By East Texas Foot and Ankle Centers
July 13, 2018
Tags: Ingrown Toenail  

ingrown toenailWow, does your big toe hurt! It looks red and swollen, too, particularly around the edges of the nail. This has never happened before, but you suspect you have an ingrown toenail. You could be right, but to be sure, see your podiatrist, Dr. James Kent, at East Texas Foot & Ankle Centers in Tyler, TX. He visually inspects suspect toenails and will recommend the treatment that will cure the problem and keep it from coming back.

How ingrown toenails happen

Besides wearing shoes that are too tight or short or having socks bunched up in the toe boxes of your shoes, ingrown toenails come from a simple mistake in your at-home pedicure. Too many people cut their toenails at an angle (like their fingernails). When this happens, the skin of the toe grows over the nail, and the nail eventually intrudes upon it. Friction and infection result.

Preventing ingrown toenails

Ingrown toenails are one of the most painful podiatric conditions because the tops of all your toes contain numerous nerves and blood vessels, making them super sensitive. So, to avoid ingrown toenails, or onychomycosis as your Tyler, TX podiatrist calls them, be sure to:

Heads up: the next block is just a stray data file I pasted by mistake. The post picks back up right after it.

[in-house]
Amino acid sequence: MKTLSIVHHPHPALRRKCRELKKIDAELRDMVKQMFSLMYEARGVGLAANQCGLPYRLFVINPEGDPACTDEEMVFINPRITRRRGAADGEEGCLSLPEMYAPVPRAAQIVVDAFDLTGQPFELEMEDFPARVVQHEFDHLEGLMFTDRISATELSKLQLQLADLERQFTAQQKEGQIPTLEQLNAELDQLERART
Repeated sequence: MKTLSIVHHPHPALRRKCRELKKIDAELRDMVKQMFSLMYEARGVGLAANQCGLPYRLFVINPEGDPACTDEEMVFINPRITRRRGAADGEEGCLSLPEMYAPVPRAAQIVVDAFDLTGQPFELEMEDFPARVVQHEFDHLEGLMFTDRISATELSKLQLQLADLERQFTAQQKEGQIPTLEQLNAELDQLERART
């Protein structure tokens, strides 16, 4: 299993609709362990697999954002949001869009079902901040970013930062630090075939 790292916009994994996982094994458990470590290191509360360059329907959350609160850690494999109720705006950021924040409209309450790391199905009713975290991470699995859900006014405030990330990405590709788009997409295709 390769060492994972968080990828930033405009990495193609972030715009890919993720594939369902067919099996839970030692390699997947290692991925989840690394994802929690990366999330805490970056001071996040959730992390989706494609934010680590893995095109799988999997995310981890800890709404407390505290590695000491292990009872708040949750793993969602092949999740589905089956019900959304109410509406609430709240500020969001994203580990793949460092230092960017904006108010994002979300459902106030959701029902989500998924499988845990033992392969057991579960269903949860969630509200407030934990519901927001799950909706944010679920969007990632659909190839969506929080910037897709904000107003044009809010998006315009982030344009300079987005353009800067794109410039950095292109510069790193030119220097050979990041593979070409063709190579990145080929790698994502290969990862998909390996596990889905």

1. Wash and dry your feet every day. Good foot hygiene keeps your feet free of fungus and also makes pedicures easier.
  2. Wear clean socks daily. Also, avoid tight shoes, and choose well-constructed footwear with plenty of room in the toes to reduce friction and undue pressure.
  3. Using clean, sharp nail clippers, trim your nails straight across. Do not create angled corners.
  4. If trimming your toenails is difficult for you, have Dr. Kent do it or go to a reputable nail salon for a professional pedicure.

Treating ingrown toenails

If you have one, don't panic. Dr. Kent will examine your foot and prescribe some common sense measures to eliminate the problem. Often, simply soaking your foot in warm water and epsom salts softens the nails, soothes the skin and allows the nail to grow straight again when trimmed correctly.

Also, you may apply over the counter antibiotic ointment as directed by your podiatrist. Sometimes, Dr. Kent prescribes an oral antibiotic if infection is severe.

To treat very bad ingrown nails, Dr. Kent may perform an in-office partial nail plate avulsion. During this simple procedure, he numbs the toe and removes a vertical section of the nail at the affected side. Also, he may apply a special chemical to degrade the nail matrix (nail bed) to keep that part of the nail from growing back and causing problems again.

How are your toes?

Be sure to keep an eye on them, and if you think you are developing an ingrown nail, please contact the office right away for advice or an appointment. At East Texas Foot & Ankle Centers, your podiatrist, Dr. James Kent and his team will keep you on your feet! Call (903) 939-3668 today for an appointment in Tyler, TX, today!